Sorry to get personal, but how large is your - oh, what's the word - your guild? Or supergroup, clan, allegiance or other moiety of players in your massively multiplayer online game (MMOG) of choice? Does it have, perhaps, around 150 players?
And with how many of those players do you feel close, such that playing with them increases your immersion in the game? No more than a dozen, right?
Okay, maybe you're different. But if you ask around among the other players, most of them will hang out with fewer than a dozen people online, and they hardly ever belong to a group larger than 150 people.
That's not a limit in the game's code or its interface. Some people suggest the limit is hard-wired in your brain.
In 1993, Dr. Robin I. M. Dunbar, an evolutionary psychologist then at the Human Evolutionary Biology Research Group of the University College London anthropology department, was studying the behavioral ecology of primates, the relationship of primates to their environment. Dunbar analyzed numerical data from primate studies conducted worldwide. He observed certain "defining behavioural characteristics," such as "the time devoted to social interaction, the level of social skills and the degree of tactical deception practiced."
Dunbar noticed a given species always formed groups no larger than a certain size, and a member of that group always had about the same number of grooming partners. For instance, chimpanzee tribes have a maximum size of about 50 chimps, and each chimp has no more than two or three partners. Dunbar proposed maximum group size depends on the size of the primate brain's neocortex (the part that thinks) - the larger the neocortex, the larger the group. "Animals cannot maintain the cohesion and integrity of groups larger than a size set by the information-processing capacity of their neocortex."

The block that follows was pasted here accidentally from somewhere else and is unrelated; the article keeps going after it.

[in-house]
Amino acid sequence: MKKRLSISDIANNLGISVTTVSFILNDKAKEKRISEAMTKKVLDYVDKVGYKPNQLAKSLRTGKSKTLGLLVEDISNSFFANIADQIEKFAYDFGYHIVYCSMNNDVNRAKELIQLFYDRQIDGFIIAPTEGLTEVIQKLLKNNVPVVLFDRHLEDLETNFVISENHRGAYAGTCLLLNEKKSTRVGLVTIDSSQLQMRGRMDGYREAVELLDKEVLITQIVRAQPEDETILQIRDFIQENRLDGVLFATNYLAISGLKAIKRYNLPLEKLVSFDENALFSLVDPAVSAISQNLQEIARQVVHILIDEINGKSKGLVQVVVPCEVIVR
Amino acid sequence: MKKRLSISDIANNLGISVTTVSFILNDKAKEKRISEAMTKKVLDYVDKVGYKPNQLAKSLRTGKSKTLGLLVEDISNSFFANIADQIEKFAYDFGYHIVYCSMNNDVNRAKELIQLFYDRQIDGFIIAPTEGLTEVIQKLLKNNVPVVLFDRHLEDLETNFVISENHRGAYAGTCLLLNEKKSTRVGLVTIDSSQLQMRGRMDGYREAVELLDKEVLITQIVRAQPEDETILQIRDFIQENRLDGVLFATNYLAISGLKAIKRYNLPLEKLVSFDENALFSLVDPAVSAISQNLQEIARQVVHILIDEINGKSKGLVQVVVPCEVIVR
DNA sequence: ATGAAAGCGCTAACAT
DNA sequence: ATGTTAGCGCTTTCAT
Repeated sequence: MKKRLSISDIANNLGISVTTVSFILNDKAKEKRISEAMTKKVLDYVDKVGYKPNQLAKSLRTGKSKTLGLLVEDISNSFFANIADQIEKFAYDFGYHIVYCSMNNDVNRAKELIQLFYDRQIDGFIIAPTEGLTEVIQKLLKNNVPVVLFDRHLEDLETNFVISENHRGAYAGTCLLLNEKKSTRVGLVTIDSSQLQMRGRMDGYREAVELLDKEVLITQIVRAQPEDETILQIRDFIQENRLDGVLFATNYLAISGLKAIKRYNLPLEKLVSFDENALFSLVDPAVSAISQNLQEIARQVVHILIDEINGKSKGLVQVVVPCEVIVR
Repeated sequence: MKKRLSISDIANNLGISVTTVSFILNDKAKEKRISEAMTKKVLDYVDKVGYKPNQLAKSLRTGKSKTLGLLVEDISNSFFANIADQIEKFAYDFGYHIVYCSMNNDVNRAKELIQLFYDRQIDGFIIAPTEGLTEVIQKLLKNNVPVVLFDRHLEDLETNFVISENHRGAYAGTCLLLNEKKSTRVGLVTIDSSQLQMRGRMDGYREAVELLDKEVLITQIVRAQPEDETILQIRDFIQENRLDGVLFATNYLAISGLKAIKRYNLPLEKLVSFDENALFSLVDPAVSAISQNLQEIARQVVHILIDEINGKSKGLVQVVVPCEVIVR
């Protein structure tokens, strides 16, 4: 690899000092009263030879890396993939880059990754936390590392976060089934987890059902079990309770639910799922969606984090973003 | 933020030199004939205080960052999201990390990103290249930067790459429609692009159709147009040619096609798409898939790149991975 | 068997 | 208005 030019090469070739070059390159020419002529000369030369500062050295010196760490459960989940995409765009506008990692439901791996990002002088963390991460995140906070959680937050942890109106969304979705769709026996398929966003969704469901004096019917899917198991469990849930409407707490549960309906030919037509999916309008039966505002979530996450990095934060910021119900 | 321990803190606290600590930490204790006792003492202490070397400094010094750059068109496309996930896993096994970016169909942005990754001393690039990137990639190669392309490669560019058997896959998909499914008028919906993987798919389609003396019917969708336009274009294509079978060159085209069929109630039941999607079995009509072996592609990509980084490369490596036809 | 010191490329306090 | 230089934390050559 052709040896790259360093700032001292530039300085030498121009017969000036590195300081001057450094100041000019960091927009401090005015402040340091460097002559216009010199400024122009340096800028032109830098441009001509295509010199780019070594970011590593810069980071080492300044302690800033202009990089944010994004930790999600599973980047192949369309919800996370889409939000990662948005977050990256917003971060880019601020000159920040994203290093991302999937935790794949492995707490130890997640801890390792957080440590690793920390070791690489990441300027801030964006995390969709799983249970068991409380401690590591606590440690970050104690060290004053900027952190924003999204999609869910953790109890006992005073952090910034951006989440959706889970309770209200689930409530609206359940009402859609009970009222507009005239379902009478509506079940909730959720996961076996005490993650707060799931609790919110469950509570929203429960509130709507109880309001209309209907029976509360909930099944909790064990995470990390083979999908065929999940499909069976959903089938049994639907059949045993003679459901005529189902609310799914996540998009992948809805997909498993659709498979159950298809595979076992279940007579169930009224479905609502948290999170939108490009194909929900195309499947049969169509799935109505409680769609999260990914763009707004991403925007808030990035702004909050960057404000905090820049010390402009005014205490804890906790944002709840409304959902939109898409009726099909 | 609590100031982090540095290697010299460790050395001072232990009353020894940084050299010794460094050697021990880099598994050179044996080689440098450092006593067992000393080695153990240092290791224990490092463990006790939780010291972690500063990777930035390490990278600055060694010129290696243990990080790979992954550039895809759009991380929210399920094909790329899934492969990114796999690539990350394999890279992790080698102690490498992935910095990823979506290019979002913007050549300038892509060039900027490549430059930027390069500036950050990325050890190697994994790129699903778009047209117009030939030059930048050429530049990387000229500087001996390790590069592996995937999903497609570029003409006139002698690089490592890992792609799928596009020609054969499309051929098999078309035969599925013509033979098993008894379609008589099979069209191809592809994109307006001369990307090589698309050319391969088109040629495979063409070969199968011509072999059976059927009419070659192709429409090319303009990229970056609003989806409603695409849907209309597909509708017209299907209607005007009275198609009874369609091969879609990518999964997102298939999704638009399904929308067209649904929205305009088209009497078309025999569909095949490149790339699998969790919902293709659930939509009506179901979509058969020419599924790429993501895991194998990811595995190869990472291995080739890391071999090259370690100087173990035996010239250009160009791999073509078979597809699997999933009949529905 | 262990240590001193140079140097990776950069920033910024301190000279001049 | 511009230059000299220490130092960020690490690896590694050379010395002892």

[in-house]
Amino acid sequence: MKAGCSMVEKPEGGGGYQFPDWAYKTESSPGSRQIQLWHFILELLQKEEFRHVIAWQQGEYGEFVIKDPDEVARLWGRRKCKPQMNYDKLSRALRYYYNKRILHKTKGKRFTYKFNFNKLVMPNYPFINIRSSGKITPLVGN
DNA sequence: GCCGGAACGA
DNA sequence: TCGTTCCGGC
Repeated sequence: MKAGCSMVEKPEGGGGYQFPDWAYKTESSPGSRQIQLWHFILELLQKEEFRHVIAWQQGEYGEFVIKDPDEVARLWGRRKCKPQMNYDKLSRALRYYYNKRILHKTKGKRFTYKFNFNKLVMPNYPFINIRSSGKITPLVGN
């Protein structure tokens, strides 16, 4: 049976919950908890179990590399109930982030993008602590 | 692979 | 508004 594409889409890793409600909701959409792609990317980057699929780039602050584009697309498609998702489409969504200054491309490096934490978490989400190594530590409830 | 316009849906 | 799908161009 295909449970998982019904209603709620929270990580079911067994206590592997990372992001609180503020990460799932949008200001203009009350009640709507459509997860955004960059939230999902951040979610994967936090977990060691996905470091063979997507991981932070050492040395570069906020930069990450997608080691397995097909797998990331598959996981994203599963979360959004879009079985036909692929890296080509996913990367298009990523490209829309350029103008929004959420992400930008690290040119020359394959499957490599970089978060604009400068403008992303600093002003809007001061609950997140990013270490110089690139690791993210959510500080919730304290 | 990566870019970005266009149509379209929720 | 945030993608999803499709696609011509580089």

Extrapolating to human societies based on the size of the human neocortex, Dunbar theorized human beings naturally form groups no larger than about 150 (147.8, actually) and "cliques" of about a dozen. Dunbar's paper, "Coevolution of neocortical size, group size and language in humans," appeared in Behavioral and Brain Sciences Vol. 16, issue 4.
The figure of 150 people has become known as "Dunbar's Number." The Number is a conjecture so far, supported only by statistical and anecdotal evidence. Dunbar, now at the University of Liverpool School of Biological Sciences, is conducting a 10-year study that may offer firm proof in 2008.
But some have already seized on the Number as proven fact. Malcolm Gladwell, in his bestselling 2003 business management book, The Tipping Point: How Little Things Can Make a Big Difference, popularized Dunbar's Number (or, as he called it, "the Magic Number One Hundred and Fifty"). Similar books by Duncan Watts and Mark Buchanan advance the Number as a foundational structure for organizations and marketing campaigns.
On the web, humorist David Wong used the Number to launch a funny (but not-safe-for-work) screed about the "monkeysphere" - "the group of people who each of us, using our monkeyish brain, is able to conceptualize as people. ... [I]n our monkey brains the old woman next door is a human being, while the cable company is a big, cold, faceless machine. That the company is, in reality, nothing but a group of people every bit as human as the old lady, or that some kind old ladies actually work there and would lose their jobs if enough cable were stolen, rarely occurs to us."
Today, Dunbar's Number has gained currency among sociologists, anthropologists, managers and - increasingly - online game designers.